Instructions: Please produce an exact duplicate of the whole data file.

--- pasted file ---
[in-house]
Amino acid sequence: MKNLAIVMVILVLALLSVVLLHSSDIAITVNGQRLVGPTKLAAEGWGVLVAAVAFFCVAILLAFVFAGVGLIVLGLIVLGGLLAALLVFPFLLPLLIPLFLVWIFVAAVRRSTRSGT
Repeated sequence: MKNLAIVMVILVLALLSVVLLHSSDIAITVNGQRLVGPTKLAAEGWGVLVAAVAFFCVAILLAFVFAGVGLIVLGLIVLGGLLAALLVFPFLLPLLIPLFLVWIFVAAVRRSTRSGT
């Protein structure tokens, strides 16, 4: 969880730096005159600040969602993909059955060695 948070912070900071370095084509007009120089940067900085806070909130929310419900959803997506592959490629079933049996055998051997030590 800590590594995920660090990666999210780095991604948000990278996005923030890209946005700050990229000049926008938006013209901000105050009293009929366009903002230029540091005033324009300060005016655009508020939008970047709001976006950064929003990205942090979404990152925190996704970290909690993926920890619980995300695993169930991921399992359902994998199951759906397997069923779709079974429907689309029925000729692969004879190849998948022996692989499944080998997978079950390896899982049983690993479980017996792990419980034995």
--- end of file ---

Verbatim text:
[in-house]
Amino acid sequence: MKNLAIVMVILVLALLSVVLLHSSDIAITVNGQRLVGPTKLAAEGWGVLVAAVAFFCVAILLAFVFAGVGLIVLGLIVLGGLLAALLVFPFLLPLLIPLFLVWIFVAAVRRSTRSGT
Repeated sequence: MKNLAIVMVILVLALLSVVLLHSSDIAITVNGQRLVGPTKLAAEGWGVLVAAVAFFCVAILLAFVFAGVGLIVLGLIVLGGLLAALLVFPFLLPLLIPLFLVWIFVAAVRRSTRSGT
């Protein structure tokens, strides 16, 4: 969880730096005159600040969602993909059955060695 948070912070900071370095084509007009120089940067900085806070909130929310419900959803997506592959490629079933049996055998051997030590 800590590594995920660090990666999210780095991604948000990278996005923030890209946005700050990229000049926008938006013209901000105050009293009929366009903002230029540091005033324009300060005016655009508020939008970047709001976006950064929003990205942090979404990152925190996704970290909690993926920890619980995300695993169930991921399992359902994998199951759906397997069923779709079974429907689309029925000729692969004879190849998948022996692989499944080998997978079950390896899982049983690993479980017996792990419980034995």